That might sound like a obvi­ous con­clu­sion, but it hasn’t yield­ed any­thing resem­bling a com­mon­sense solu­tion in Washington.

In fact, in the name of deficit reduc­tion, both par­ties want to slash funds for crit­i­cal social pro­grams when fam­i­lies are more depen­dent on them than ever. Obama’s bud­get goes even fur­ther than the GOP’s plan by erod­ing Social Secu­ri­ty through the chained CPI” cal­cu­la­tion, which would cumu­la­tive­ly bleed seniors’ income over time.

This isn’t just an abstract fis­cal math trick but a very real assault on peo­ple who are near­ing the end of their work­ing lives and have seen the reces­sion swal­low up their retire­ment nest eggs. In a stag­nant labor mar­ket glut­ted with low-wage, low-ben­e­fits gigs, many out-of-work and under­em­ployed peo­pleespe­cial­ly the near­ly 40 per­cent of the unem­ployed who’ve been job­less for 27 weeks or longerwill now drift from the dev­as­ta­tion of job­less­ness to depri­va­tion in retire­ment. Rebec­ca Thiess, an ana­lyst with the Eco­nom­ic Pol­i­cy Insti­tute, tells Work­ing In These Times via email:

Many long-term (and even short­er-term) unem­ployed peo­ple rely … extra-heav­i­ly on [retire­ment] ben­e­fits like Social Secu­ri­ty. Many long-term unem­ployed will opt to col­lect ear­ly retire­ment ben­e­fits if they can­not find work, and in doing so they col­lect low­er ben­e­fit lev­els than they would have had they wait­ed until the full retire­ment age. Adding in anoth­er reduc­tion to ben­e­fits via the chained CPI, a pol­i­cy includ­ed in the president’s bud­get, is a dou­ble wham­my for peo­ple already forced to col­lect reduced benefits.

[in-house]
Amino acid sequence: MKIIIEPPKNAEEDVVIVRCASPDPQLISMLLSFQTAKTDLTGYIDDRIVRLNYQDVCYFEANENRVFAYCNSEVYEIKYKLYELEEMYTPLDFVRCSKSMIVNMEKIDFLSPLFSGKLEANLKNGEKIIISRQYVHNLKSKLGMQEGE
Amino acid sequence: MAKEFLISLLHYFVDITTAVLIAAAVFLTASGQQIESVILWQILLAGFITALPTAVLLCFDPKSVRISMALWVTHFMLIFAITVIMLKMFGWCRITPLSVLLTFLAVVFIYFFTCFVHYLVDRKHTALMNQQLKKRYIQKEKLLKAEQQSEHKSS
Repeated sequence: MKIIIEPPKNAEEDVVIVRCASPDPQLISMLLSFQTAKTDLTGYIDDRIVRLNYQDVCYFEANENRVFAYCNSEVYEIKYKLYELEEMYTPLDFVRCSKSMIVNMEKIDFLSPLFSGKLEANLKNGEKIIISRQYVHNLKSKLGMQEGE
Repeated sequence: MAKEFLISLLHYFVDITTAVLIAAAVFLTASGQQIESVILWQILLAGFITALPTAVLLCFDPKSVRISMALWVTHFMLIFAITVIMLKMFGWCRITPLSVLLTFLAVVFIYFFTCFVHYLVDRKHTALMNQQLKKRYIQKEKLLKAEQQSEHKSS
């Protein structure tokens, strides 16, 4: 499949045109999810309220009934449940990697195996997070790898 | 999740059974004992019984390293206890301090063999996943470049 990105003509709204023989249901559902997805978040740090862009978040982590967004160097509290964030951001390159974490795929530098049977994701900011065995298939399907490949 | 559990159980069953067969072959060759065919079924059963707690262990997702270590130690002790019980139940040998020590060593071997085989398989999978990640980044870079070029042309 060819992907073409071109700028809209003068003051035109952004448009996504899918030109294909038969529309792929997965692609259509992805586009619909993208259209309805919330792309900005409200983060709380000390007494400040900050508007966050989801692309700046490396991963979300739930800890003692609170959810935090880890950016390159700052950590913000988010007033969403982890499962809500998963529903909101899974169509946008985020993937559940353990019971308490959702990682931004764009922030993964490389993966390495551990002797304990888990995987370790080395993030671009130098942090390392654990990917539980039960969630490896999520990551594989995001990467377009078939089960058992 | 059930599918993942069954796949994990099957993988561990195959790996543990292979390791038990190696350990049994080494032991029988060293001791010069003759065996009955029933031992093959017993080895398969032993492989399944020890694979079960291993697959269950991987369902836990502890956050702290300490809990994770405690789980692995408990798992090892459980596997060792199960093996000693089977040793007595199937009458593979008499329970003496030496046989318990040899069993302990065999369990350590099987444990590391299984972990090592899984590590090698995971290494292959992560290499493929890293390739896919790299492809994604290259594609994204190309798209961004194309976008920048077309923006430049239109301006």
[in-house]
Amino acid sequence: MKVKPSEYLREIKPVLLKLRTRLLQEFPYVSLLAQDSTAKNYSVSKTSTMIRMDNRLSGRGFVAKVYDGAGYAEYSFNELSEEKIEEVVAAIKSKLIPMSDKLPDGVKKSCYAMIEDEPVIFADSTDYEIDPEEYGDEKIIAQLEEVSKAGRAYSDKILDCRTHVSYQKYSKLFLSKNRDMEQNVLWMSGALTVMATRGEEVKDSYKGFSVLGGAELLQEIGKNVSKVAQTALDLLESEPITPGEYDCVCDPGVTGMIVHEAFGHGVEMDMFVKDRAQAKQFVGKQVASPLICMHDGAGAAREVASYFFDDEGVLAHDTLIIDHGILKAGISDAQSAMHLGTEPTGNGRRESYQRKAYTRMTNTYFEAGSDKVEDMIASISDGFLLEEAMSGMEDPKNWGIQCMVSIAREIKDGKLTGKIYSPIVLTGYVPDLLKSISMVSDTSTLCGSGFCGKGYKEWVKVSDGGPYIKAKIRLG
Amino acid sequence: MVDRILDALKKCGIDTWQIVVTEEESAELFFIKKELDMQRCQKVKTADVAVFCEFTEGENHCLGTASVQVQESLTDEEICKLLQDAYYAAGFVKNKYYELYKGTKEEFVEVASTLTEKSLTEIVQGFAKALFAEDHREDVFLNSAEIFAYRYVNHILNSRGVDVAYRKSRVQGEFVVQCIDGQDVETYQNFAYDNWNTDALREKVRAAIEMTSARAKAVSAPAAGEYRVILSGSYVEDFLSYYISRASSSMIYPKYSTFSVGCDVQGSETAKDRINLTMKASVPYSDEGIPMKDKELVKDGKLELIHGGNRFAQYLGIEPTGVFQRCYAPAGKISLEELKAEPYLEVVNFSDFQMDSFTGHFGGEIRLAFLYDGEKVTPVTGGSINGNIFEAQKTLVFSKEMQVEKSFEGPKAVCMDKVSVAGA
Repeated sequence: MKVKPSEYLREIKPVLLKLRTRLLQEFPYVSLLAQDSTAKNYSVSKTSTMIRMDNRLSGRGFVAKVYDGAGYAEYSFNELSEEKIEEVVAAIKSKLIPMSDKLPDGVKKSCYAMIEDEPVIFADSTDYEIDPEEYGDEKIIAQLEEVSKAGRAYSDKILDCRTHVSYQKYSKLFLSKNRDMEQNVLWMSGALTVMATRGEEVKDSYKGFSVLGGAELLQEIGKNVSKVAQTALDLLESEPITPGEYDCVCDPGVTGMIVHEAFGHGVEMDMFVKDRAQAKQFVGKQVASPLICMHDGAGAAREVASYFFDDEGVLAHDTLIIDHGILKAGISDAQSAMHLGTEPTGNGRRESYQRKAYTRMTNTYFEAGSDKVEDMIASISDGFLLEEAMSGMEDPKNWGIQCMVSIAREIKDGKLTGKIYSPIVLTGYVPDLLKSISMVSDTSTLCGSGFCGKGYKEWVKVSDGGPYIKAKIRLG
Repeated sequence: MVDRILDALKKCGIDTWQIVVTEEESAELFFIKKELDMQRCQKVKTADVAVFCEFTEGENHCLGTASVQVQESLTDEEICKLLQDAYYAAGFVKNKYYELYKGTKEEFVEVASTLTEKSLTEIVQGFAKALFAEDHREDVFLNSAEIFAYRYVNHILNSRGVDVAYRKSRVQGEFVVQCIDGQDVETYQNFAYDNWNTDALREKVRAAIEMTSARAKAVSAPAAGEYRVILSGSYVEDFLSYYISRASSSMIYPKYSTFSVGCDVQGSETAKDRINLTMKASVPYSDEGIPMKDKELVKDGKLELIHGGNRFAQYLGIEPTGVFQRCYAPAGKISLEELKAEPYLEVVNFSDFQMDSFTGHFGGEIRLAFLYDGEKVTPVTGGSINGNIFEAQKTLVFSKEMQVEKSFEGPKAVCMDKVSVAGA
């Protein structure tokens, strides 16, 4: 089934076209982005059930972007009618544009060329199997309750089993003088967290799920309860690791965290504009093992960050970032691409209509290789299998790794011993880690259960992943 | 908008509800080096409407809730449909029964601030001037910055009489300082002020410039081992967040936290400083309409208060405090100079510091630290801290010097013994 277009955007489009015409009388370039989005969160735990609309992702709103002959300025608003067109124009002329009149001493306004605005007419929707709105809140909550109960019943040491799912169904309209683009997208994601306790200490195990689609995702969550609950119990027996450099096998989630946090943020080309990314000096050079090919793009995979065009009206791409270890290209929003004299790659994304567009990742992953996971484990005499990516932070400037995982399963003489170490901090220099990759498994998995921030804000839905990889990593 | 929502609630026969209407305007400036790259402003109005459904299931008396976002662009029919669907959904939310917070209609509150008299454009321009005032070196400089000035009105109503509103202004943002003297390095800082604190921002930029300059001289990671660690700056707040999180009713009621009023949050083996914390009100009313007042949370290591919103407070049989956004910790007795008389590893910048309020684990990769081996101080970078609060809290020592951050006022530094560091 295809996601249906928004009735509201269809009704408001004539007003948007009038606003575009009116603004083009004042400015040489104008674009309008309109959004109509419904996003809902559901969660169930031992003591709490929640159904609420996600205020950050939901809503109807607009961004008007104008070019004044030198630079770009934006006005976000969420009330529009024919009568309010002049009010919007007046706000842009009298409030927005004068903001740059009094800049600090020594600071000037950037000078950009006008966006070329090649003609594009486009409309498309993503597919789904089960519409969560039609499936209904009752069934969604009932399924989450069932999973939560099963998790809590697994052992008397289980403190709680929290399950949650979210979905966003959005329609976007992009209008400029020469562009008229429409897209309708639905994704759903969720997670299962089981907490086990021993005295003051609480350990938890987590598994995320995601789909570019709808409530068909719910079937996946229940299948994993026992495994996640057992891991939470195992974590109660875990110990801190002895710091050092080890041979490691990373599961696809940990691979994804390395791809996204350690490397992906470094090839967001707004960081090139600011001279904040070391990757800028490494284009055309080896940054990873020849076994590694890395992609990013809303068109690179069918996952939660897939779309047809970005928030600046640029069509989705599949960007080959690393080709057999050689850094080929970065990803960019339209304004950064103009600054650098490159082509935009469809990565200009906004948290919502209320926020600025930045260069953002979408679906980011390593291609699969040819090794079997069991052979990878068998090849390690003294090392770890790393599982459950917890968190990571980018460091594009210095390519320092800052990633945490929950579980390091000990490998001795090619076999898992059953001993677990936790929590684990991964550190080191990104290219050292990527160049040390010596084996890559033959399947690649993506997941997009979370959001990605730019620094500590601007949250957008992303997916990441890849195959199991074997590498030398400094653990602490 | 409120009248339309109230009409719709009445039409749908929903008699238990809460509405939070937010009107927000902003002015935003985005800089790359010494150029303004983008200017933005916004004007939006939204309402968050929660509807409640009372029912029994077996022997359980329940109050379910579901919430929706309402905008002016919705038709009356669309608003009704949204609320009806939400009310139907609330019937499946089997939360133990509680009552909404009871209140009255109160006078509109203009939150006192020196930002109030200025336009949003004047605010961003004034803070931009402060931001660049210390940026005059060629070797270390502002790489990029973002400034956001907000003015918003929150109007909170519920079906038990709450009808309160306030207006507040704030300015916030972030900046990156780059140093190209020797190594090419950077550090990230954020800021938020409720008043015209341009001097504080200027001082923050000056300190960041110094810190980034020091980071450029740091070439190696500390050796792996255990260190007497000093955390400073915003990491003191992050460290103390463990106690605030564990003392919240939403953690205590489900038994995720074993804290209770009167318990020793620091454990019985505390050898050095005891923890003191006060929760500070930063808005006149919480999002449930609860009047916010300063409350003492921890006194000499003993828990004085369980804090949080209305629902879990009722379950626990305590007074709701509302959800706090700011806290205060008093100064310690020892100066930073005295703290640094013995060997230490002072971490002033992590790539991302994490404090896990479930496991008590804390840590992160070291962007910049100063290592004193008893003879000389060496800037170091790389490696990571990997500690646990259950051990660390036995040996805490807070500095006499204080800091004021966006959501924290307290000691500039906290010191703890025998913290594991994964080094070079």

With mod­est ini­tia­tives to boost edu­ca­tion fund­ing, raise tax­es on the wealthy and con­trol health­care costs, Oba­ma is sell­ing his bud­get as an alter­na­tive to greater evil: the Repub­li­can agen­da for dis­man­tling major social pro­grams like food stamps and Medicaid.

But Obama’s less­er evil still reduces dis­cre­tionary social spend­ing over­all, while under­min­ing work­ers’ retire­ment incomes. More nefar­i­ous­ly, the frame­work pre­serves bloat­ed Pen­ta­gon bud­gets and a huge­ly pro-cor­po­rate tax structure.